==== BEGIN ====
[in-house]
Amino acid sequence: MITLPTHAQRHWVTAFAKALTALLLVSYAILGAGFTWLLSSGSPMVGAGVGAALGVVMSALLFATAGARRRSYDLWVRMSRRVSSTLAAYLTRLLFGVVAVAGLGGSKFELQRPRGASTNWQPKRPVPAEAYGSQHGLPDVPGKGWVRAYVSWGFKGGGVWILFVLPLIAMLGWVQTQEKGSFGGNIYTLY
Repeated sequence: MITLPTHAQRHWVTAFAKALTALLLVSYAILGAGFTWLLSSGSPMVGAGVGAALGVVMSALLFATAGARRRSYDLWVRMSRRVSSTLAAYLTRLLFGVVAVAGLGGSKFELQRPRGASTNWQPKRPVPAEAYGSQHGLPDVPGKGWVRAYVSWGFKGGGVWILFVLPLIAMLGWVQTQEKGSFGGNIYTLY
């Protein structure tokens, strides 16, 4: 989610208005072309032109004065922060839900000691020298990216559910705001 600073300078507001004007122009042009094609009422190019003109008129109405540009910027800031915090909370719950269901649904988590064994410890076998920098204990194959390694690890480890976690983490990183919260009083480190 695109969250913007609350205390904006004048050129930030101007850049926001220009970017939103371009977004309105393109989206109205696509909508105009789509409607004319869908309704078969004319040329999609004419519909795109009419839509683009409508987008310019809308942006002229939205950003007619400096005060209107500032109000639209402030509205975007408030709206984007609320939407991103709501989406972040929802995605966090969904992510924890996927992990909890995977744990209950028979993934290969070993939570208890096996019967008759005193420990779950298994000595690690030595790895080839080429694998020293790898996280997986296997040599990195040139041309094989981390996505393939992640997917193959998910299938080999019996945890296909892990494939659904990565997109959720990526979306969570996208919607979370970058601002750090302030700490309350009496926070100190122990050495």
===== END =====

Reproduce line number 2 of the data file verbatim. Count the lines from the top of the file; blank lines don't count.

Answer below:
Amino acid sequence: MITLPTHAQRHWVTAFAKALTALLLVSYAILGAGFTWLLSSGSPMVGAGVGAALGVVMSALLFATAGARRRSYDLWVRMSRRVSSTLAAYLTRLLFGVVAVAGLGGSKFELQRPRGASTNWQPKRPVPAEAYGSQHGLPDVPGKGWVRAYVSWGFKGGGVWILFVLPLIAMLGWVQTQEKGSFGGNIYTLY